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Kahraman S, Findikli N. Current Status of Preimplantation Genetic Diagnosis. IJRM. 2004; 2 (1) :1-0
URL: http://journals.ssu.ac.ir/ijrmnew/article-1-16-en.html
Keywords: PGD, ART, FISH
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Introduction
 
    It has been reported that nearly 50% of the cases with early pregnancy loss contain chromosomal abnormalities (Chandley 1984; Zenzes and Casper 1992; Jacobs ve Hassold 1995; Jobanputra et al., 2002). Although most of them are found to be eliminated before implantation, some anomalies such as trisomies of chromosomes 13, 18 and 21 can reach to blastocyst stage and even result in affected offspring (Sandalinas et al., 2001). Chromosomal aneuploidy has also been shown to increase under inappropriate stimulation protocols, suboptimal culture conditions, paternal factors and lack of certain growth factors (Munne et al., 1995; Janny and Menezo 1996; Kaye 1997; Moor et al., 1998; Calogero et al., 2003; Findikli et al., 2004).   
    Screening preimplantation embryos for certain chromosomal abnormalities is generally termed as PGD for aneupoloidy screening (PGD-AS). It is based on the principle that detection and elimination of  chromosomally abnormal embryos before embryo transfer could increase the reproductive efficiency in certain cases where aneuploidy is proven or likely to exert a negative effect (Munne et al., 1995; Benadiva et al., 1996; Kuliev et al., 2002). So far, applications of PGD for aneuploidy screening to a large extent involved indications   such   as   advanced maternal  age,  repeated implantation failures and recurrent abortion (Munne et al., 1999; Gianaroli et al., 2001; Kuliev et al., 2002; Munne 2002; Wilton 2002; Pehlivan et al., 2003; Rubio et al., 2003; Kahraman et al., 2004a). Due to their increased risk of producing aneuploid gamete cells, carriers of structural abnormalities such as inversions and translocations are also among other PGD candidates.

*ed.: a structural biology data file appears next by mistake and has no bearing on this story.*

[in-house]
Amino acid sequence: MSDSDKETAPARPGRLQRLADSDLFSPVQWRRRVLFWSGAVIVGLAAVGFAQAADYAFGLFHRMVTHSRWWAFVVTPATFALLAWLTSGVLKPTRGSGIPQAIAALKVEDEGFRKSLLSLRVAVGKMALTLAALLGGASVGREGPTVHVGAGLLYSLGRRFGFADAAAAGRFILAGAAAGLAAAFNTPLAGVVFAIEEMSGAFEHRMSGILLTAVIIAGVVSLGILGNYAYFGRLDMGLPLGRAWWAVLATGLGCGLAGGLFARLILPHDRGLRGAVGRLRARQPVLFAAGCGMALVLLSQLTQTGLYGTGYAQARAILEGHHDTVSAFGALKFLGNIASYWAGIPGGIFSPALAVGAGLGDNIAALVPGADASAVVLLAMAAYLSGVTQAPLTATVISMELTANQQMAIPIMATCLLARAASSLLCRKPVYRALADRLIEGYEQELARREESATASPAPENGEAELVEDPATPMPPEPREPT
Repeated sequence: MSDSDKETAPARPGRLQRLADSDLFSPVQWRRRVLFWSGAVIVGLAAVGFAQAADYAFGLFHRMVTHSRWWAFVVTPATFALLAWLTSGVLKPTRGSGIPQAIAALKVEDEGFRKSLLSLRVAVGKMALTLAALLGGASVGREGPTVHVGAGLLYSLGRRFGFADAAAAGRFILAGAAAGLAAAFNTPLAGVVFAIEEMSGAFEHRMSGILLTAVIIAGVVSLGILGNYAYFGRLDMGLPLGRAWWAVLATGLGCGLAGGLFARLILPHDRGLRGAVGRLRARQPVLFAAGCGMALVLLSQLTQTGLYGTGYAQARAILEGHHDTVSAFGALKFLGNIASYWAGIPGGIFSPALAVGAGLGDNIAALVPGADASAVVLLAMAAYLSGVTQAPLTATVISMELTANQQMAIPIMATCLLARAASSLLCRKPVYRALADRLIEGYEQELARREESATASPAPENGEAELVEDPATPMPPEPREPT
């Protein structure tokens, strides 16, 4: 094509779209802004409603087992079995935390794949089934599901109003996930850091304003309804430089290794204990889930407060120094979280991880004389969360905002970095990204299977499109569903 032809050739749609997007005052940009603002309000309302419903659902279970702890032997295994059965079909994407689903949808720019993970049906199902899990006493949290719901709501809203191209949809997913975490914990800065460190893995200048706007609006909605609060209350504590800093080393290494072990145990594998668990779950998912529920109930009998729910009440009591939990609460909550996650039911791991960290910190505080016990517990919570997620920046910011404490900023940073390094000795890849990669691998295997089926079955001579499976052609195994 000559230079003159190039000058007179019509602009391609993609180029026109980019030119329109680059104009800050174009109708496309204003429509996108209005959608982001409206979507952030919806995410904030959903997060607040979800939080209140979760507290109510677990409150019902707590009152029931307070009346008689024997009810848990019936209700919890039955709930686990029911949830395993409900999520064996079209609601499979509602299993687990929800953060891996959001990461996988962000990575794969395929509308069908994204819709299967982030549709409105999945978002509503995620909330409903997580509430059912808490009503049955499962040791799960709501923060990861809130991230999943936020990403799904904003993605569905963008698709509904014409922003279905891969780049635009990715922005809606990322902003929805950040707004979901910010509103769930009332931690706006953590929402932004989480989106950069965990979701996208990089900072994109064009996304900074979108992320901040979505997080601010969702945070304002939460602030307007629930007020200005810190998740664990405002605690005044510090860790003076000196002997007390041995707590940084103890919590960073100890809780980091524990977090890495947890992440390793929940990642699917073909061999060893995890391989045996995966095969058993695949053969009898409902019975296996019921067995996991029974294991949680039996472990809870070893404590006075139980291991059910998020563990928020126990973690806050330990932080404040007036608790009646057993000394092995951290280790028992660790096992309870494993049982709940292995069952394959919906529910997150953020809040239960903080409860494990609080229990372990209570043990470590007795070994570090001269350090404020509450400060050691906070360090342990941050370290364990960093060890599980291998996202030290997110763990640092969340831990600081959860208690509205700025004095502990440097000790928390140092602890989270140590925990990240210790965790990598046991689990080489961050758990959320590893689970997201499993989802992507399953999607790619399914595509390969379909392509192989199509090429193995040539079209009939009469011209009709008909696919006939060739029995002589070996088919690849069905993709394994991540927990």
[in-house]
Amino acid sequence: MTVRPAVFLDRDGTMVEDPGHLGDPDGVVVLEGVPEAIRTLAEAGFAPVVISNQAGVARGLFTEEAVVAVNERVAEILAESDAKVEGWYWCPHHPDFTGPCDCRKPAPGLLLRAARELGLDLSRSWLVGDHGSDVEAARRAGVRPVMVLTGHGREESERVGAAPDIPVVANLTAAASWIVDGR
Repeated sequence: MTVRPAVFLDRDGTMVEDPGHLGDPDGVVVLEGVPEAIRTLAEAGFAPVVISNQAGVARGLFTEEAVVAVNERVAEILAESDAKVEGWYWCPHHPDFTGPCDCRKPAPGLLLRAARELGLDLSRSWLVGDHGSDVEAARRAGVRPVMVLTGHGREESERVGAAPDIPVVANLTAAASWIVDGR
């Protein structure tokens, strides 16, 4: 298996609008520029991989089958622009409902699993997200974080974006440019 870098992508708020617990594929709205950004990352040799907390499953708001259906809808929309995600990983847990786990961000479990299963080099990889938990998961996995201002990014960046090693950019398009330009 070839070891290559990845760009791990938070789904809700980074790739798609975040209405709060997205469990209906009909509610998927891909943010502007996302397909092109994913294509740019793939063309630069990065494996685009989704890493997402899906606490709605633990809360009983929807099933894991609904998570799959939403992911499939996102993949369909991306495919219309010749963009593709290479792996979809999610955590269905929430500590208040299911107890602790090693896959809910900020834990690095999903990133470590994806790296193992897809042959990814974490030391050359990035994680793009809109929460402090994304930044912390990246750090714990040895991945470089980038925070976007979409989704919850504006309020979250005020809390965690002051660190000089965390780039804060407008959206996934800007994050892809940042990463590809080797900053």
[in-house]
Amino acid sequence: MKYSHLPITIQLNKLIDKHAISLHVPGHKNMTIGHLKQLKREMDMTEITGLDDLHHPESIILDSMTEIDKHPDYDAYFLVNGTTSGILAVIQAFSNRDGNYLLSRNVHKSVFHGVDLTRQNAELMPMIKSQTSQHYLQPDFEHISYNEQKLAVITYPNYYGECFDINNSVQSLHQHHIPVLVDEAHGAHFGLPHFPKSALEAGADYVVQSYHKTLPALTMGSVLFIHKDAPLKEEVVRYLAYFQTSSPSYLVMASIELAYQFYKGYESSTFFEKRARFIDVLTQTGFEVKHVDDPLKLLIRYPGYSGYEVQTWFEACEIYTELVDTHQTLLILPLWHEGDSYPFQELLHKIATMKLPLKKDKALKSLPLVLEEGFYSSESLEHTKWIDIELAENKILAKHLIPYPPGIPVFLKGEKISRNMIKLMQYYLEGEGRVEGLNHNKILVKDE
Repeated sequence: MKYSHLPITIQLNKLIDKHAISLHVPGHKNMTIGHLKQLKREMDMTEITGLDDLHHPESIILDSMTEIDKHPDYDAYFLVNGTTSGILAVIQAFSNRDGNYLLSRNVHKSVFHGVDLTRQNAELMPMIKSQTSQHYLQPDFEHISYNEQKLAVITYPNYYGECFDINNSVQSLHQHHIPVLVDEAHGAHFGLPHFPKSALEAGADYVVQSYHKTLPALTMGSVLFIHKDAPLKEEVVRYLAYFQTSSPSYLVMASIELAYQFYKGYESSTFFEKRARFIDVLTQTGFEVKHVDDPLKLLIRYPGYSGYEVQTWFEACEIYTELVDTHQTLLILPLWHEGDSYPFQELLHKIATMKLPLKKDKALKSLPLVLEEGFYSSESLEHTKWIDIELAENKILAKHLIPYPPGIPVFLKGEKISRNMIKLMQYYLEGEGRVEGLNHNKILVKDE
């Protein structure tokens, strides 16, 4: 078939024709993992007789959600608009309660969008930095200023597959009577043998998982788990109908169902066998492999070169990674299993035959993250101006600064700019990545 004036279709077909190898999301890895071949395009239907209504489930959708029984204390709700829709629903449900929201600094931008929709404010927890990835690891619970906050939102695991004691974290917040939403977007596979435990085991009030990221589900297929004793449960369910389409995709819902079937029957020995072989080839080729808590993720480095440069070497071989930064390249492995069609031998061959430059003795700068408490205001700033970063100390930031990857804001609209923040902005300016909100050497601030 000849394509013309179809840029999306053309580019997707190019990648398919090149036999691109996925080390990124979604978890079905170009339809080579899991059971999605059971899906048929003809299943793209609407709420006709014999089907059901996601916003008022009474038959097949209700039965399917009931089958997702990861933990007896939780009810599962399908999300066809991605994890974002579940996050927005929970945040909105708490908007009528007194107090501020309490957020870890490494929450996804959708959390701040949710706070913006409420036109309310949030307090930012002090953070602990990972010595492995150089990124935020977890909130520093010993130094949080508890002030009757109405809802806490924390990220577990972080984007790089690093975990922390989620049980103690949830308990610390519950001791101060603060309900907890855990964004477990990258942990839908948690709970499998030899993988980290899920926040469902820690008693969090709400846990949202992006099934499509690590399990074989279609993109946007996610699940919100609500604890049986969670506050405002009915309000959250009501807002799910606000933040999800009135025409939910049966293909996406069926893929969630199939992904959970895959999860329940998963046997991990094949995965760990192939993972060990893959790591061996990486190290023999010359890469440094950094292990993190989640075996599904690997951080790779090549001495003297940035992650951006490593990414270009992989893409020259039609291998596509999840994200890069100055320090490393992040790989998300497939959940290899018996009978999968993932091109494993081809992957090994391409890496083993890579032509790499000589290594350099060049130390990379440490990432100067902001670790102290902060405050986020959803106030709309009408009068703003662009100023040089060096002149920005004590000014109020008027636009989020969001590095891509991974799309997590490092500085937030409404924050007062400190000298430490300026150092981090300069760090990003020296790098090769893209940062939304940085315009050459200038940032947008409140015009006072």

Improved clinical outcome with decreased early abortions after selection of abnormal embryos with PGD have recently been reported by different groups on reciprocal and Robertsonian translocations (Conn et al., 1998; Scriven et al., 1998, 2000; Munne et al., 1998, 2000; Findikli et al., 2003). Furthermore, the positive effect of PGD application on clinical results was recently documented in severe male infertility, Klinefelter’s syndrome and cases with abnormal gamete cell morphology, which are among other potential PGD indications  (Gianaroli et al., 2001; Kahraman et al., 2000; 2003, 2004a, 2004b; Aran et al., 2004;). The data accumulated on approximately 5000 PGD cycles having above indications clearly shows that the prevalence of chromosomal abnormalities in oocytes as well as at cleavage stages can be as high as 50-70%. Elimination of such embryos prevents the birth of a trisomic child, decreases the abortion as well as high order pregnancy rates and has a positive impact on implantation, validating the beneficial approach of selecting euploid embryos for embryo transfer in PGD for certain indications (IWGPG 2001; Munne et al., 2003; Kuliev and Verlinsky 2004a).
   
      Preimplantation genetic diagnosis for single gene disorders
     If   one   or   both   partners  are carriers of a genetic disease, in order to prevent the birth of an affected offspring, preimplantation embryos can be screened for a known genetic defect. Up to date, more than 300 healthy children have been born after approximately 1,500 PGD cycles for  single gene disorders (ESHRE PGD Consortium Steering Committee 2000; Harper 2003).  The technique involves the use of polymerase chain reaction (PCR) technology on a single cell and subsequent analysis by either conventional or advanced molecular genetics tools as DNA sequencing. Although, the first successful PGD application was based on sex selection for X-linked disorders, as the accuracy and the technical ease is improving, many autosomal dominant, autosomal recessive and X-linked genetic disorders, can now be diagnosed on preimplantation embryos by using one or two blastomeres obtained after embryo biopsy (Table I) (Handyside et al., 1990; Sermon 2002; Verlinsky and Kuliev 2002).